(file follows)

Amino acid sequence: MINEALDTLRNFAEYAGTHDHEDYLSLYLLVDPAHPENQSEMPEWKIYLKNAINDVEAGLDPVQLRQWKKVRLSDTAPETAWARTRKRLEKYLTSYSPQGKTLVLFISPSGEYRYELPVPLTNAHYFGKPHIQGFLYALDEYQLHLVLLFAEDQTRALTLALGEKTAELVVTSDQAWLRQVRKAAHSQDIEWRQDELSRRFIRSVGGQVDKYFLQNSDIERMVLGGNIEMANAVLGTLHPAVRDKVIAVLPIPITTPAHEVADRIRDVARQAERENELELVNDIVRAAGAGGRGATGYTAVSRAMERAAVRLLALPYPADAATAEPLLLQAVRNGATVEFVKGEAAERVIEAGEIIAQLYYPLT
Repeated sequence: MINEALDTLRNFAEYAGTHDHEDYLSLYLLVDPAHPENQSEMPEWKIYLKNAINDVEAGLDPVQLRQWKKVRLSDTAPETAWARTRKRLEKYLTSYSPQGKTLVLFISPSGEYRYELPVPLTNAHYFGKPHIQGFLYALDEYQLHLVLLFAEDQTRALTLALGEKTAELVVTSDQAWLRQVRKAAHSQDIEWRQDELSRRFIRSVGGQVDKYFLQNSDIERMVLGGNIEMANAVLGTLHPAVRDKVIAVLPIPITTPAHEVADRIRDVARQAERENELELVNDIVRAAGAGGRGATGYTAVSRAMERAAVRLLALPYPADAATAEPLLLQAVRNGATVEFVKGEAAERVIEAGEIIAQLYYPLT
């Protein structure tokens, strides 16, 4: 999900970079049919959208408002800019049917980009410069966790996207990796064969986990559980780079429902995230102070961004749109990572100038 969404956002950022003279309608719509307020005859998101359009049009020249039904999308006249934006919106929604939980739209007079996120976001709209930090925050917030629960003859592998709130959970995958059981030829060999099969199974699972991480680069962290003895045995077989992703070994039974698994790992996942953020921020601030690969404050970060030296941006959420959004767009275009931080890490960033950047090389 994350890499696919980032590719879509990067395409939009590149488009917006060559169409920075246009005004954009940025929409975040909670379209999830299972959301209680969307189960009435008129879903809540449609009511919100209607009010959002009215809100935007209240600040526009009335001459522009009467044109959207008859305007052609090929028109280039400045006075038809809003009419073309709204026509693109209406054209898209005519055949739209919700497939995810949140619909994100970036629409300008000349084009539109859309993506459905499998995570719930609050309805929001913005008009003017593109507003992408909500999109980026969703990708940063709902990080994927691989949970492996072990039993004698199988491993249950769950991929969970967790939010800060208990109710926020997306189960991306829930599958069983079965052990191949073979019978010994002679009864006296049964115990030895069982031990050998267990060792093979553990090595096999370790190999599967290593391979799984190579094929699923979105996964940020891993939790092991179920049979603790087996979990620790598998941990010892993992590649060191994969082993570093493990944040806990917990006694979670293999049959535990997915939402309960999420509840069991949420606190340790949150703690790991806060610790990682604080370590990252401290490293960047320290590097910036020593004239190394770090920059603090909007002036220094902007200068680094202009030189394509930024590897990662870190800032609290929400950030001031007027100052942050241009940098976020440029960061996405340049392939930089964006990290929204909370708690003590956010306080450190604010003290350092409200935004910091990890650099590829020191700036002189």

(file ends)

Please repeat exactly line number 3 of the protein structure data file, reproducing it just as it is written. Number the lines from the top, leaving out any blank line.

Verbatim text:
């Protein structure tokens, strides 16, 4: 999900970079049919959208408002800019049917980009410069966790996207990796064969986990559980780079429902995230102070961004749109990572100038 969404956002950022003279309608719509307020005859998101359009049009020249039904999308006249934006919106929604939980739209007079996120976001709209930090925050917030629960003859592998709130959970995958059981030829060999099969199974699972991480680069962290003895045995077989992703070994039974698994790992996942953020921020601030690969404050970060030296941006959420959004767009275009931080890490960033950047090389 994350890499696919980032590719879509990067395409939009590149488009917006060559169409920075246009005004954009940025929409975040909670379209999830299972959301209680969307189960009435008129879903809540449609009511919100209607009010959002009215809100935007209240600040526009009335001459522009009467044109959207008859305007052609090929028109280039400045006075038809809003009419073309709204026509693109209406054209898209005519055949739209919700497939995810949140619909994100970036629409300008000349084009539109859309993506459905499998995570719930609050309805929001913005008009003017593109507003992408909500999109980026969703990708940063709902990080994927691989949970492996072990039993004698199988491993249950769950991929969970967790939010800060208990109710926020997306189960991306829930599958069983079965052990191949073979019978010994002679009864006296049964115990030895069982031990050998267990060792093979553990090595096999370790190999599967290593391979799984190579094929699923979105996964940020891993939790092991179920049979603790087996979990620790598998941990010892993992590649060191994969082993570093493990944040806990917990006694979670293999049959535990997915939402309960999420509840069991949420606190340790949150703690790991806060610790990682604080370590990252401290490293960047320290590097910036020593004239190394770090920059603090909007002036220094902007200068680094202009030189394509930024590897990662870190800032609290929400950030001031007027100052942050241009940098976020440029960061996405340049392939930089964006990290929204909370708690003590956010306080450190604010003290350092409200935004910091990890650099590829020191700036002189």